In 1973, the company released its first ready-to-drink, chilled orange juice product in the United States, entering an "orange juice war" with Tropicana.[3]

In 1996, the name was changed from Minute Maid Corp. to The Minute Maid Company.[3]

The Coca-Cola Company sold its Minute Maid orange groves in Florida in 1997. The United Farm Workers again took the side of the orange growers during this time.[8]

In 2001, the Minute Maid division of Coca-Cola launched the Simply Orange brand.

In 2002, Minute Maid bought the naming rights to re-brand the Houston Astros ballpark from Enron Field to Minute Maid Park.[5]

In 2003, Minute Maid's division fully merged with Coca-Cola North America.[5]


Minute Maid Enhanced Lemonade: Pomegranate Lemonade.




Costa Rica

In Costa Rica Minute Maid sells Hi-C products.




Dominican Republic

Simply Lemonade

Hong Kong




A liter of Minute Maid Pulpy Orange in a bottle in Indonesia


in production


Minute Maid POI - Aloe & White Grape






Minute Maid entered the Pakistani market in 2008. Here they have used the same advertising concept as they have used in India i.e. "where is the pulp?".

Peach nectar sold by Frugos Paraguay





Minute Maid is marketed under the brand "Моя семья" (eng. "My family"). Also Minute Maid Pulpy Orange is selling under the brand "Добрый" (eng. "Kind")


United States

A carton of Minute Maid Premium: Berry Punch.


Trinidad and Tobago



Other products


Minute Maid has its headquarters in an office building in the Sugar Land Town Square development in First Colony,[18] Sugar Land, Texas.

In 1985, The Coca-Cola Company purchased the 2000 St. James Place in Houston from Bechtel Corporation for Minute Maid. Minute Maid moved into the new office building the following year.[5]

In 2007, Coca-Cola retained New York-based Corporate Realty Consultants and Boyd Commercial LLC of Houston to sell 2000 St. James Place. The company negotiated with Planned Community Developers to lease an office building in Sugar Land Town Square.[5] Then, in January 2008, Minute Maid announced plans to move its headquarters to Sugar Land.[19] The headquarters building is located at Sugar Land's town center and opened on February 16, 2009. The city of Sugar Land gave the company a $2.4 million tax incentive to move its headquarters there.[20]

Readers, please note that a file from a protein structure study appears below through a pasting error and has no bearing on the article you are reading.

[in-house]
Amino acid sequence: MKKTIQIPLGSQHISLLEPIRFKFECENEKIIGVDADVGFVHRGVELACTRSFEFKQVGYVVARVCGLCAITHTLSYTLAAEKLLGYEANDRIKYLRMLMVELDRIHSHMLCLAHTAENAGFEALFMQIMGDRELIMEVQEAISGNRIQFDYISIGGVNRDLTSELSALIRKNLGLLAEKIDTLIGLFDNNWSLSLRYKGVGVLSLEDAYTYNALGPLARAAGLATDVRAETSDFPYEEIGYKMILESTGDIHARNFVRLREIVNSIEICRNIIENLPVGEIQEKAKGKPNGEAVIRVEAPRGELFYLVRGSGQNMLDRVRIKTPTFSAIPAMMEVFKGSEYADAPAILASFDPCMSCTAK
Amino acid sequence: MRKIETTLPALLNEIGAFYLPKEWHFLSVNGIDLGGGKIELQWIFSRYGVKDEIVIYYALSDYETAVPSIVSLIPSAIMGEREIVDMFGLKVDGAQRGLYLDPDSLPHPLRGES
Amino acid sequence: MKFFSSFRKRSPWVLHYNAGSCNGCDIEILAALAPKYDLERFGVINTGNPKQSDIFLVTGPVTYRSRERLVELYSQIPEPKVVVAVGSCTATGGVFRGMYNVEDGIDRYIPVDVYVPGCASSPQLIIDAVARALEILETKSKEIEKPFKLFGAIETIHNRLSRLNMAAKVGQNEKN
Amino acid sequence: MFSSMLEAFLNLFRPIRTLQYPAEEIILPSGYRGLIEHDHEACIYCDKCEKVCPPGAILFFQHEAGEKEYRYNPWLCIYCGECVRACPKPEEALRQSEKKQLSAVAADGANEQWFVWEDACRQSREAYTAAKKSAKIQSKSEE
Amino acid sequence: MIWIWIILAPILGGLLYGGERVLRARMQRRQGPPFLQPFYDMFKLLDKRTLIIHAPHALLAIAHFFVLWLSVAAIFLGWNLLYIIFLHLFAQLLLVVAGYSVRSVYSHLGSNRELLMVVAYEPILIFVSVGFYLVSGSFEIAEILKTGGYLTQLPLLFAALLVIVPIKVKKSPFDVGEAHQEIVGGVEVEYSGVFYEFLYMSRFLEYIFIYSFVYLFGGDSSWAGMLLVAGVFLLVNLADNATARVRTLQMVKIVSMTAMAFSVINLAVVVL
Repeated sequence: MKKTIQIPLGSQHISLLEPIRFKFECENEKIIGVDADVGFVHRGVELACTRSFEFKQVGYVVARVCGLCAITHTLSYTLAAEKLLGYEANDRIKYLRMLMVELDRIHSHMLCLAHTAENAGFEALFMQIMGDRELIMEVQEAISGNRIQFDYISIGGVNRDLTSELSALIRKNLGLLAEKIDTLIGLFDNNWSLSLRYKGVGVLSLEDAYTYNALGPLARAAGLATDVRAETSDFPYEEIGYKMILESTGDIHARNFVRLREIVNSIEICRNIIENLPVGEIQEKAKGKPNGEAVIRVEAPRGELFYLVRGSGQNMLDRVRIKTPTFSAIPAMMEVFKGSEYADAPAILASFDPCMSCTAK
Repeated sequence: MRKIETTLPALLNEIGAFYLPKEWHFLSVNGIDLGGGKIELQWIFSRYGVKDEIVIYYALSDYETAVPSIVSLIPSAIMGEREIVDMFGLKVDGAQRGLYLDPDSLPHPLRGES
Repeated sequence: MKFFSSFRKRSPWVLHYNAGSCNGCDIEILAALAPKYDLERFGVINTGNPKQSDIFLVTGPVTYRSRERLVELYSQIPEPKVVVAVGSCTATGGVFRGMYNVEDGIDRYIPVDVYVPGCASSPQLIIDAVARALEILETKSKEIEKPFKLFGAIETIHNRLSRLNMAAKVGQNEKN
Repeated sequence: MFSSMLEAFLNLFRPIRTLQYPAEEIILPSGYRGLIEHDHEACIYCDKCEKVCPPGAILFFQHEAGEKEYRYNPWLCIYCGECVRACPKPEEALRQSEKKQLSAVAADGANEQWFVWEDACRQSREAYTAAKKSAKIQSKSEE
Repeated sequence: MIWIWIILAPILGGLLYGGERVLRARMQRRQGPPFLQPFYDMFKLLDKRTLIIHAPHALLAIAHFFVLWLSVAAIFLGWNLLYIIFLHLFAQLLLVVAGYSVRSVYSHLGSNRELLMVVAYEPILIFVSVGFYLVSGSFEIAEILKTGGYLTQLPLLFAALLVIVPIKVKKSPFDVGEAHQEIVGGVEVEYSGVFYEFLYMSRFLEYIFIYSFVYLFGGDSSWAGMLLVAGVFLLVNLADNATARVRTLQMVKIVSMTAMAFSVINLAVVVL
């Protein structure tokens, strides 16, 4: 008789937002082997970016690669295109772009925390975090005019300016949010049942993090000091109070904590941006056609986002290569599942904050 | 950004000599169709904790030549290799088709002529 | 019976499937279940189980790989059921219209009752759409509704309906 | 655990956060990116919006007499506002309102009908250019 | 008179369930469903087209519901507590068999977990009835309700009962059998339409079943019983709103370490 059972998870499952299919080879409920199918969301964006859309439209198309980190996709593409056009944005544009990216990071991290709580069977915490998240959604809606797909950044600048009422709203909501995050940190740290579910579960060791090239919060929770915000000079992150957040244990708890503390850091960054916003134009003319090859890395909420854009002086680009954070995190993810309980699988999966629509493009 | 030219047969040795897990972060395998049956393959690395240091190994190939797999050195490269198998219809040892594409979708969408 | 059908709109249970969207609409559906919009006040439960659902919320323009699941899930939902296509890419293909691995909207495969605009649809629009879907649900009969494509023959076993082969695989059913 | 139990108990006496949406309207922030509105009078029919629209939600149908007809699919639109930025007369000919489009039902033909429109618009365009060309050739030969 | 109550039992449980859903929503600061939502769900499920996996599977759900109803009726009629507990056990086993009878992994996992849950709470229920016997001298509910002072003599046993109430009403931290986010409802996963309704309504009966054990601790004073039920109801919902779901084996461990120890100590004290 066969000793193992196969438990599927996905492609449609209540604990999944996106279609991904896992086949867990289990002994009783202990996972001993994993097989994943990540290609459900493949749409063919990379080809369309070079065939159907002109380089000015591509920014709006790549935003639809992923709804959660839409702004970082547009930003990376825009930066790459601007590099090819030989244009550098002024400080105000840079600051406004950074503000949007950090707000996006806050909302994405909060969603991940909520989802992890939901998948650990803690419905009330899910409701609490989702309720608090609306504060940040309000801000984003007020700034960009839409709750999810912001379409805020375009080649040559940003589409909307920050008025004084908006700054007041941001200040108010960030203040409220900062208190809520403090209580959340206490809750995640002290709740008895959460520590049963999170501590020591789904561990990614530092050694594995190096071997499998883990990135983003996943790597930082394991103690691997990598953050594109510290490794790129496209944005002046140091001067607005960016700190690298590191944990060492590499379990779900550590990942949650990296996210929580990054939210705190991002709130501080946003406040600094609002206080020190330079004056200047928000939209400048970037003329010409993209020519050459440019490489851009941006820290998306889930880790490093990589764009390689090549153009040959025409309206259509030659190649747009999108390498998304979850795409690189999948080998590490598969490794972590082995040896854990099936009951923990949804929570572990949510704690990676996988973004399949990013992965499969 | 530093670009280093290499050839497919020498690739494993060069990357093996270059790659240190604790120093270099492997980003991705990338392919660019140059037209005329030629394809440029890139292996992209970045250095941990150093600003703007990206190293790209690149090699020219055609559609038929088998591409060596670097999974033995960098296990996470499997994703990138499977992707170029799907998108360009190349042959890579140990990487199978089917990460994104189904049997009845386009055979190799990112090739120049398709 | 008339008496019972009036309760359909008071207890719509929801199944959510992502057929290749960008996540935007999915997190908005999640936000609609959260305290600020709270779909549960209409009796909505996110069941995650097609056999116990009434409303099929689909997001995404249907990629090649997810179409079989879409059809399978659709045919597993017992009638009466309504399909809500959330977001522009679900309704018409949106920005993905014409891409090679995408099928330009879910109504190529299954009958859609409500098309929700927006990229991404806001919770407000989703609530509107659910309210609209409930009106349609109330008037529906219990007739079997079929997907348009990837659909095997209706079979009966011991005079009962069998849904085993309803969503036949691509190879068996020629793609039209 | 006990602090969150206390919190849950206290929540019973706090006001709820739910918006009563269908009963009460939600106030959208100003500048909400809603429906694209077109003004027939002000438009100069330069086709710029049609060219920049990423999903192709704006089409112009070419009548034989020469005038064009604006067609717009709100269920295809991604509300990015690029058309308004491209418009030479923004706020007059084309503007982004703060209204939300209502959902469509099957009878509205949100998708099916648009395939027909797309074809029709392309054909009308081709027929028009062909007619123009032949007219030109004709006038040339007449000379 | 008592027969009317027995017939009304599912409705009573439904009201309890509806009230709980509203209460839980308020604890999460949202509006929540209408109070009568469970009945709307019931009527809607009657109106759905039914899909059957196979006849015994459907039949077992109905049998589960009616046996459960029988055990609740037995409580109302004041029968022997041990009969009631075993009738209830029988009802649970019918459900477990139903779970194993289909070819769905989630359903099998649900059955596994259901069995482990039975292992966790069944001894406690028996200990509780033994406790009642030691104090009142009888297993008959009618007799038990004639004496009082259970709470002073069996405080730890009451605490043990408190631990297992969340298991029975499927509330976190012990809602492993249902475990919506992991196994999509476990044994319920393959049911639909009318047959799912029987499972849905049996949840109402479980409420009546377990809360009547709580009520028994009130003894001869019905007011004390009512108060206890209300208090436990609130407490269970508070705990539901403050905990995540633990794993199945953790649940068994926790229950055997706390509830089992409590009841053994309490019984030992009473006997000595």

See also


  1. 1 2 Dawson, Jennifer. "Minute Maid headquarters opens in Sugar Land." Houston Business Journal. Monday February 16, 2009. Retrieved on February 16, 2009.
  2. "The Minute Maid Company". Fundinguniverse.com. Retrieved 2011-05-27.
  3. 1 2 3 4 5 6 7 8 9 10 "''The Minute Maid Company''". Fundinguniverse.com. Retrieved 2011-05-27.
  4. "TIME magazine". October 18, 1948.
  5. 1 2 3 4 5 Dawson, Jennifer. "Big Firms Moving to Suburbs, part II." Houston Business Journal. Friday July 27, 2007. Retrieved on June 17, 2009.
  6. Roberta (Robbie) Jaffe 1972–1975; UFW in Florida
  7. "The Coca Cola Company Business Information, Profile, and History". Companies.jrank.org. Retrieved 2011-05-27.
  8. "UFW: Coastal, Napa - Rural Migration News | Migration Dialogue". Migration.ucdavis.edu. Retrieved 2011-05-27.
  9. 1 2 3 4 5 6 7 8 9 10 11 12 13 14 15 16 17 "The Coca-Cola Virtual Vender". Virtualvender.coca-cola.com. Retrieved 2011-05-27.
  10. "Coke's 2020 vision for China". Chinadaily.com.cn. 2011-05-07. Retrieved 2013-11-14.
  11. "Minute Maid > Accueil". Minutemaid.fr. Retrieved 2011-05-27.
  12. "Coca-Cola India". Coca-Cola India. Retrieved 2013-11-14.
  13. 1 2 3 4 5 Minute Main España (Spanish)
  14. Coca-Cola España (Spanish)
  15. http://www.forbes.com/sites/michaelbobelian/2014/04/22/supreme-court-asked-to-referee-dispute-between-coca-cola-and-pom/
  16. http://news.yahoo.com/u-top-court-questions-coca-cola-over-fruit-182508129--finance.html
  17. 1 2 3 4 "Brands - Brand List". Coca-Cola. Retrieved 2011-05-27.
  18. Bivins, Ralph. "Sugar Land Town Square developers at jumping-off point in project." Houston Chronicle. Wednesday September 27, 2000. Business 1. Retrieved on May 15, 2010.
  19. "Minute Maid Selects Sugar Land for Relocation." Business Wire. Retrieved on May 14, 2010.
  20. Dawson, Jennifer. "Minute Maid gets $2.4M incentive for move to Sugar Land." Houston Business Journal. Monday January 21, 2008. Retrieved on May 14, 2010.